Therefore, I would like to suggest a second way to resolve the contradictions. For this solution, the reader must assume that each of the opposing texts means exactly what it says and that what each says carries some inherent value. That is, it is not only a message for a certain context, nor do we judge its relevance based solely on our own conceptions of truth value. Rather, the texts together possess a larger message which is precisely sustained by the contradictions between them.
If both models of God’s providence are taken at face value, then it cannot be that God is trying to tell man through these accounts the ultimate truth of His providence, the mechanisms by which He administers justice in the world. If this were the ultimate truth, one would assume that the contradictions would not be present. Rather, these books discuss God’s providence in order to express the nation’s grievances and provide them with encouragement. To some measure, God, through the prophet-author, acknowledges the “unfair” aspects of His action in the world; He allows man a space to say that situations of terrible suffering are unwarranted, to wonder about the theological ramifications of affliction. However, God also wishes His people to move forward from such speculation and despair. Yirmeyahu told those who left in the first wave of exile that they must settle in galut and prosper there.[xvii] But in order to rebuild a life for themselves – and certainly for the returnees to Israel to recreate what they once had – the people cannot be full of doubt as to whether the endeavor of building a society based on God’s laws is desirable or even logical. (For how can one build a just society created by an unjust God?) These post-destruction works therefore bring something different to the reader: a focus on God’s attribute of absolute justice.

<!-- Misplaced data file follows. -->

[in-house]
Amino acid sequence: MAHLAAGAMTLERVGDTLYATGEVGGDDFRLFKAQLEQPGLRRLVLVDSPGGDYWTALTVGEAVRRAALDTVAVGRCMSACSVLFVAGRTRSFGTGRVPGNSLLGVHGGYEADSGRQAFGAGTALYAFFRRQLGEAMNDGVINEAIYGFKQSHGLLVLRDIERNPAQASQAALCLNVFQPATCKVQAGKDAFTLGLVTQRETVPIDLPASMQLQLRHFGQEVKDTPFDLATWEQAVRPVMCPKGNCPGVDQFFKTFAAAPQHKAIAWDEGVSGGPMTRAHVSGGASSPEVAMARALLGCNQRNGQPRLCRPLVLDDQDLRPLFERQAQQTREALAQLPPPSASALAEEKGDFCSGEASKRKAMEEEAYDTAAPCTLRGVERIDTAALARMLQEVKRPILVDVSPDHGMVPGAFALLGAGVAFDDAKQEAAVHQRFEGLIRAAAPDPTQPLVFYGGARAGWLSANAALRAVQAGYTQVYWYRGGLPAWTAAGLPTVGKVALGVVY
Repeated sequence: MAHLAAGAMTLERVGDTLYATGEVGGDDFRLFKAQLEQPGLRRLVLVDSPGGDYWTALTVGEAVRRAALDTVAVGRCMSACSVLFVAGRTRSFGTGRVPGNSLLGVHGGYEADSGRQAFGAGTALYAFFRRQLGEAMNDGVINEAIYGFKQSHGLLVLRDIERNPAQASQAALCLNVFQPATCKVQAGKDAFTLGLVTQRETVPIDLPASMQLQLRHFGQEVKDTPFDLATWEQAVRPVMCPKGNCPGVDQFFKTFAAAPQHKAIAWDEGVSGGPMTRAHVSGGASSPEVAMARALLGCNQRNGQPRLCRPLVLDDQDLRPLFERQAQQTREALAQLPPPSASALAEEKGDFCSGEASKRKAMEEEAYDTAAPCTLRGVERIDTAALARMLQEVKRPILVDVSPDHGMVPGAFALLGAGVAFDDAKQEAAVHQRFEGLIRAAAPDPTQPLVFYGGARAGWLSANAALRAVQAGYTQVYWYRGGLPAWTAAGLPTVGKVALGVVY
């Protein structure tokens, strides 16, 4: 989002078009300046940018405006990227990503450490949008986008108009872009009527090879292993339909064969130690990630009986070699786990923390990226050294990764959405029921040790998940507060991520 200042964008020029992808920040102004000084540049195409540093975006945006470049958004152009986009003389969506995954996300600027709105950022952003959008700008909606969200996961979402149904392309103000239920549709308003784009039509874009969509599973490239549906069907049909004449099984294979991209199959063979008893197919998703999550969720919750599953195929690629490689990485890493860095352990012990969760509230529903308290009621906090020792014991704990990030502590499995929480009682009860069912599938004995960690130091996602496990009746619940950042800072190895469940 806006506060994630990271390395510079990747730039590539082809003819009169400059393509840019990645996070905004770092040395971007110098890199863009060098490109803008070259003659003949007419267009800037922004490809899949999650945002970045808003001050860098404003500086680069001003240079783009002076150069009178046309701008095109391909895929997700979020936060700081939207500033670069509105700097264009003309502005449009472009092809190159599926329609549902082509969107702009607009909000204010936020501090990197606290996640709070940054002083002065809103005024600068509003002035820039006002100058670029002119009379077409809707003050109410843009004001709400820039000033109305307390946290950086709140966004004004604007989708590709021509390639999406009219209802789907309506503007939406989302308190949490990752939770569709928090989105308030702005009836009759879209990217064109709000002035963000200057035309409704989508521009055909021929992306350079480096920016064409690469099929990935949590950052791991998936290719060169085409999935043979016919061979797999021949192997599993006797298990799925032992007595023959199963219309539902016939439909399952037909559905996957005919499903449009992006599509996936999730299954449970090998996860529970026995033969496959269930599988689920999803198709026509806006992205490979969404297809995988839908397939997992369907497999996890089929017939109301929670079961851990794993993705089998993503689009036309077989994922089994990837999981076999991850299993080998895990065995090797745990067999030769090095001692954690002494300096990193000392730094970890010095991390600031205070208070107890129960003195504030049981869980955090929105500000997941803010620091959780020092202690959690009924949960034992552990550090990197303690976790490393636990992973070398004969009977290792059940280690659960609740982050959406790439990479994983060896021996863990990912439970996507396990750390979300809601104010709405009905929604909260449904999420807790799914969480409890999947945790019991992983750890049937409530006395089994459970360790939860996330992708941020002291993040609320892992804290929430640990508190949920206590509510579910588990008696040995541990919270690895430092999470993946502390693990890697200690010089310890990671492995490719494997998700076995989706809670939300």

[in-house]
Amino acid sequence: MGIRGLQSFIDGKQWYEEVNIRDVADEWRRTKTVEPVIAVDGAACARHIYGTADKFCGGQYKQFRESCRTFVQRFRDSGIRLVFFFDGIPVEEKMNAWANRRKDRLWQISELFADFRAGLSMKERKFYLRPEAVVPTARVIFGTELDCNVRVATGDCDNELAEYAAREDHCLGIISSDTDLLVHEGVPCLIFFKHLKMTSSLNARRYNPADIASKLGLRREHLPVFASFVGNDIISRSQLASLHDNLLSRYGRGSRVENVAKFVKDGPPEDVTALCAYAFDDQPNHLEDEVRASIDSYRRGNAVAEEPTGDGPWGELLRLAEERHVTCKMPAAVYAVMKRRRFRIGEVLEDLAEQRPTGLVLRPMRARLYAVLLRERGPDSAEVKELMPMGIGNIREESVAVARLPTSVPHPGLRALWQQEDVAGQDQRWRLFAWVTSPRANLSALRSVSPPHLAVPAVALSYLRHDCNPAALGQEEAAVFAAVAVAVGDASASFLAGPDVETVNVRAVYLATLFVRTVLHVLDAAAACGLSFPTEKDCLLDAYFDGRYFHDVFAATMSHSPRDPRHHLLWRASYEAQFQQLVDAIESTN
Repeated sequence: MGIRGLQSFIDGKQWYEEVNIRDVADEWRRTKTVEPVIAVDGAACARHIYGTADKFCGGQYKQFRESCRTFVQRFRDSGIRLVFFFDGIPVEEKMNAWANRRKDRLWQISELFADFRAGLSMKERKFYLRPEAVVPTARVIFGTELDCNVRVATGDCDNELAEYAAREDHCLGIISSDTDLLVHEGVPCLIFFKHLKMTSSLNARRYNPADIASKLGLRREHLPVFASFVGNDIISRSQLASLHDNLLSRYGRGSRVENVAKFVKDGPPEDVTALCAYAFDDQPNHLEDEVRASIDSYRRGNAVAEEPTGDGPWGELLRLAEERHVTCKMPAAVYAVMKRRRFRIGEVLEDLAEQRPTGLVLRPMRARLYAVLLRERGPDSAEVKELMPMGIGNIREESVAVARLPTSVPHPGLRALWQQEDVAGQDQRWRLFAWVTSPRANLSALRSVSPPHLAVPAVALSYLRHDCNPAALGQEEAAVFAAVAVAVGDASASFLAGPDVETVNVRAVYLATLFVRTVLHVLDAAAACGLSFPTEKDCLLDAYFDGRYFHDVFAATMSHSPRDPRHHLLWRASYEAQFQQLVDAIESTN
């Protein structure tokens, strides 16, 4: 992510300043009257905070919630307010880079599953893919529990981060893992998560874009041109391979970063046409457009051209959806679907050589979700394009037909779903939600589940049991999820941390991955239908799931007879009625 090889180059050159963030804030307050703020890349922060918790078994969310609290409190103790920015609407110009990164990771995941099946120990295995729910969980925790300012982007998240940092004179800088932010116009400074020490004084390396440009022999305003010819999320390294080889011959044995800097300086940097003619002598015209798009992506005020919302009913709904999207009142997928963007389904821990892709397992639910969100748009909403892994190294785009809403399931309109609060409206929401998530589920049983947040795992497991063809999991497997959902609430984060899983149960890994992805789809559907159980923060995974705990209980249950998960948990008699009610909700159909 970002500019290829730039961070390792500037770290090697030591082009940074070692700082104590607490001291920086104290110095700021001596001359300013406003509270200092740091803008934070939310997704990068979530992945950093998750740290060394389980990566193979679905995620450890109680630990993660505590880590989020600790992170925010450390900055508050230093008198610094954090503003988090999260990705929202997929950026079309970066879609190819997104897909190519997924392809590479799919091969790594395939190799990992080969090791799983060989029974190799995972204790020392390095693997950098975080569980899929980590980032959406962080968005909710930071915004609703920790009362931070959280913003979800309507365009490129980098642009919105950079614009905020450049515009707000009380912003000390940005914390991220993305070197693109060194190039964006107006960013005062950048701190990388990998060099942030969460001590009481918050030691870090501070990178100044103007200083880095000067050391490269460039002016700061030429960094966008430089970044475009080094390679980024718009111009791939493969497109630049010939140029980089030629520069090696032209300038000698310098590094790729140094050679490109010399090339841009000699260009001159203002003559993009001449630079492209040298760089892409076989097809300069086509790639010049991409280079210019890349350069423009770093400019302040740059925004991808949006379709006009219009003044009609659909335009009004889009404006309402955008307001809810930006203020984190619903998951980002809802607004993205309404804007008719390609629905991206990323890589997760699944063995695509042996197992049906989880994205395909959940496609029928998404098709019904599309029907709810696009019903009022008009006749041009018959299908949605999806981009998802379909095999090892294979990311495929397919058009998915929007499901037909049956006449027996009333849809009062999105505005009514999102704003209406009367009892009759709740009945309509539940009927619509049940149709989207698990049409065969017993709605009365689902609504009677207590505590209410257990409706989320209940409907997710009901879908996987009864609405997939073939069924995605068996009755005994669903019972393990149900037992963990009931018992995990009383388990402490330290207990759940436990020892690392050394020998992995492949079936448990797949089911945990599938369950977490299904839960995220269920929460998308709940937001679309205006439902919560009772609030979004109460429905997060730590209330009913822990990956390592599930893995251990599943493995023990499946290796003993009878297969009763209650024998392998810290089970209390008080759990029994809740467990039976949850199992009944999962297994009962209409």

This should not be confused with saying that the prophets are utilitarian when it comes to theology. They are not saying something untrue about God for their own purposes. Rather, they are saying that knowledge of God is something far more practical than being able to account for whether God keeps exact weights and measures on the scale of our deeds, or whether He is vengeful and punishes innocents. These works are not necessarily trying to give us an absolute image of how God works. They instead provide us with visions of how to deal with the situations we find ourselves in, and how to move on from them. Knowledge of God gleaned from the prophets is something entirely different from knowing exactly whether or how God tracks our actions. For the prophets, “knowledge of God” is equated with something seemingly far more mundane, as Yirmeyahu says about King Yoshiyyahu, “Didn’t your father […] do justice (mishpat) and righteousness (tsedakah)? […] Then it was good for him. He judged the cause of the poor and the destitute, then it was good. Is this not to know Me?”[xviii] Here, Yirmeyahu draws a parallel between acting justly and knowing God. Similarly, Hoshea associates “knowledge of God” with “truth and mercy” as the key elements missing from society in Northern Israel.[xix] Justice, kindness and honesty, the prophets say, are the makings of da’at E-lohim (knowledge of God). God asks us to forgo the pursuit of intellectually understanding His nature and delving to the center of His mystery and to instead pursue what He would rather term “knowledge of God” – the creation of a just society that fosters kindness and truth.